In the United Kingdom, a court case has been opened in recent days which will sanction the actual philosophical and/or religious value of veganism. What is religion, what is philosophical belief? The American anthropologist Marvin Harris already showed in 1985, with his book Good to Eat: Riddles of Food and Culture, that the question is more complex than you think, particularly in the food and wine sector. Many of the dishes chosen for the diet derive from religion, which in turn has practical applications. The most famous example is the ban on eating cows for the Hindus, according to Harris due to a political choice: cows are too precious, too expensive for the weaker classes, hence the absolute ban that would have brought the nobles of the castes closer to the Untouchable.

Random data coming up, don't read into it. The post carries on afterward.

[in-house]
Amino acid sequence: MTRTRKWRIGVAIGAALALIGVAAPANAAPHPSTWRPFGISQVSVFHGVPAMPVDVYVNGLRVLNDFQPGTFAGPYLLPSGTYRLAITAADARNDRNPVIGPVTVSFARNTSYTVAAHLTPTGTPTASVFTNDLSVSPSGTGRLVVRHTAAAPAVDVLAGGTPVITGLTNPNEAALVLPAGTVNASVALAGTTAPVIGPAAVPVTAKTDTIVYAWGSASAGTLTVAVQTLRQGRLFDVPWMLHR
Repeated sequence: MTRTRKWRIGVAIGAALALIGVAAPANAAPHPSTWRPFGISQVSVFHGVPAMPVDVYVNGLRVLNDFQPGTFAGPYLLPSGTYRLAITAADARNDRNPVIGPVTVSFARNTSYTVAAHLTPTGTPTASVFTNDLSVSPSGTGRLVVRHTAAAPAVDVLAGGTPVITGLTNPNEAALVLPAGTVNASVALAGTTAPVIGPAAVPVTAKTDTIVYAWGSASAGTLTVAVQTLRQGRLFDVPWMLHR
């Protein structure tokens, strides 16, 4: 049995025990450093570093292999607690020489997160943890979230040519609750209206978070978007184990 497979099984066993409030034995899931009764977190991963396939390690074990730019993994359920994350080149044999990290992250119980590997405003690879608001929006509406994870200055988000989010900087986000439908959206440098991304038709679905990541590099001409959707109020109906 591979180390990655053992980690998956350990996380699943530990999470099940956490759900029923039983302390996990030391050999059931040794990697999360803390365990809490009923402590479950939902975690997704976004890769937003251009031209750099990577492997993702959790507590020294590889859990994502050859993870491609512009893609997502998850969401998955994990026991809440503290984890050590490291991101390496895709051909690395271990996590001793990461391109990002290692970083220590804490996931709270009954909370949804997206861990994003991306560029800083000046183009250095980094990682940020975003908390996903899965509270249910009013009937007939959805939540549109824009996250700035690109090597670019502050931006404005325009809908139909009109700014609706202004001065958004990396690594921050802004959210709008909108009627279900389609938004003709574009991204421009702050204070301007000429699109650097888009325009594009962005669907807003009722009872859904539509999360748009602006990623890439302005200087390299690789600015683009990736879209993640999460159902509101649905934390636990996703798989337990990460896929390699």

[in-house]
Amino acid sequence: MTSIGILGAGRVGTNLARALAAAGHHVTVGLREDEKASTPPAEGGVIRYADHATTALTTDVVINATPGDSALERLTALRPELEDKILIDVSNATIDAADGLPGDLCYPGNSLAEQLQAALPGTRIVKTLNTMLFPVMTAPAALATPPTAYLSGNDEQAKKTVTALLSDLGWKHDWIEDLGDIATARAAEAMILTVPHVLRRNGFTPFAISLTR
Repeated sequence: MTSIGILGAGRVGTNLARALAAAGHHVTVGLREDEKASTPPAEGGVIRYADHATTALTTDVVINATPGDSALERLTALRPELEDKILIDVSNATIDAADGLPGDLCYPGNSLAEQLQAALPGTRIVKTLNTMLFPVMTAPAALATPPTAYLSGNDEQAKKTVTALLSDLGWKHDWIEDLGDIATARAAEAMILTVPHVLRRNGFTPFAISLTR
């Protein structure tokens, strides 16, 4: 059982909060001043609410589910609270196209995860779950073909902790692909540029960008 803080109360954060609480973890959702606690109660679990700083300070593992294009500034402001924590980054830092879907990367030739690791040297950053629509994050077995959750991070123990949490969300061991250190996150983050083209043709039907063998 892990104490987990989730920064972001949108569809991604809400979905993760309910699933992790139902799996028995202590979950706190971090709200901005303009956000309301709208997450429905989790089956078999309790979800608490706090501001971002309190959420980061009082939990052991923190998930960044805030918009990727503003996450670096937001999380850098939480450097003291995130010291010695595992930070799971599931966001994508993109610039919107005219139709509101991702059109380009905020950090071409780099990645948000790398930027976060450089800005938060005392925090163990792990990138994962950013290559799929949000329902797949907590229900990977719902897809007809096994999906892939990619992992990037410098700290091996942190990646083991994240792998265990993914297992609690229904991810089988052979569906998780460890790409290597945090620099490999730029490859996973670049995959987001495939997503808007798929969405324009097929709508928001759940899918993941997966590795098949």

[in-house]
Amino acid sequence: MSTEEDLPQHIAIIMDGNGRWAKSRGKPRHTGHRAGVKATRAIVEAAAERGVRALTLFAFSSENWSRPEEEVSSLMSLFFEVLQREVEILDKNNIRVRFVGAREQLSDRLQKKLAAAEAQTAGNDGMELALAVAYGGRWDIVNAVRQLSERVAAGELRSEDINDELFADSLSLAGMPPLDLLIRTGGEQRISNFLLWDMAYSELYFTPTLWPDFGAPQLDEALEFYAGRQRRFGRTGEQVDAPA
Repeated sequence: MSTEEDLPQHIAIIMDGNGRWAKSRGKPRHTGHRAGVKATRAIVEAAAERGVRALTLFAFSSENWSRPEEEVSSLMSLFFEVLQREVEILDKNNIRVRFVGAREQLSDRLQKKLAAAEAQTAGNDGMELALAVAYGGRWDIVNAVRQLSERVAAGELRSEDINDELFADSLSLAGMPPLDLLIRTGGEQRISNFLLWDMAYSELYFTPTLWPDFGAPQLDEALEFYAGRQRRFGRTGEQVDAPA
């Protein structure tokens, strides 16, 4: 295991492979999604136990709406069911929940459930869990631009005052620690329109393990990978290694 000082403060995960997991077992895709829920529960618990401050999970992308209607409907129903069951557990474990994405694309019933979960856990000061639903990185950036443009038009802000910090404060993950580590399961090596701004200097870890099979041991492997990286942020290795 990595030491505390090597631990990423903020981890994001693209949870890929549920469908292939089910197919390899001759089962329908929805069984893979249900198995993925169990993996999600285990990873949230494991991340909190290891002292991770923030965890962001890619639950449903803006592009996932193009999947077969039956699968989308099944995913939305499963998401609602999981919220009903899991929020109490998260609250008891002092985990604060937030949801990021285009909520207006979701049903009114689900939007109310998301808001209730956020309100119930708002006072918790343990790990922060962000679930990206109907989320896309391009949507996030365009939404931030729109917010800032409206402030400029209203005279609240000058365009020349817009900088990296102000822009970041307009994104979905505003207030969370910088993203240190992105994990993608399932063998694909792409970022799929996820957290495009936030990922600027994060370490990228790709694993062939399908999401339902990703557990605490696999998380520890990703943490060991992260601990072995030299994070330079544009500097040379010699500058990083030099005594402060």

The lawsuit pending in Norwich could be very important because if the court were to vote in favor of veganism as a religion or philosophical belief, this would be protected by law. To bring the case before the judges is Jordi Casamitjana, fired from the League Against Cruel Sports, a charity that defends animals against bloody sports. Jordi was kicked out after criticizing the association which, according to the former employee, would invest pension funds in companies involved in animal testing. According to Casamitjana, the dismissal would be dictated by his ethical veganism and not by misconduct as written by the LACS.

Ethical vegans follow a vegetable-based diet and exclude any form of exploitation of animals, such as wearing wool or skin, or using products tested on animals. According to the lawyers of Casamitjana, ethical veganism has all the requirements to be considered philosophical or religious belief and this places it under the protection of the Equality Act, an anti-discrimination law that has been in place since 2010 in the United Kingdom. In fact, according to lawyers, the dismissal should be canceled because Jordi Casamitjana is a conscientious objector. As such, it generally takes the form of a constitutionally protected right where it refers to an unconditional legal duty deriving from objective circumstances.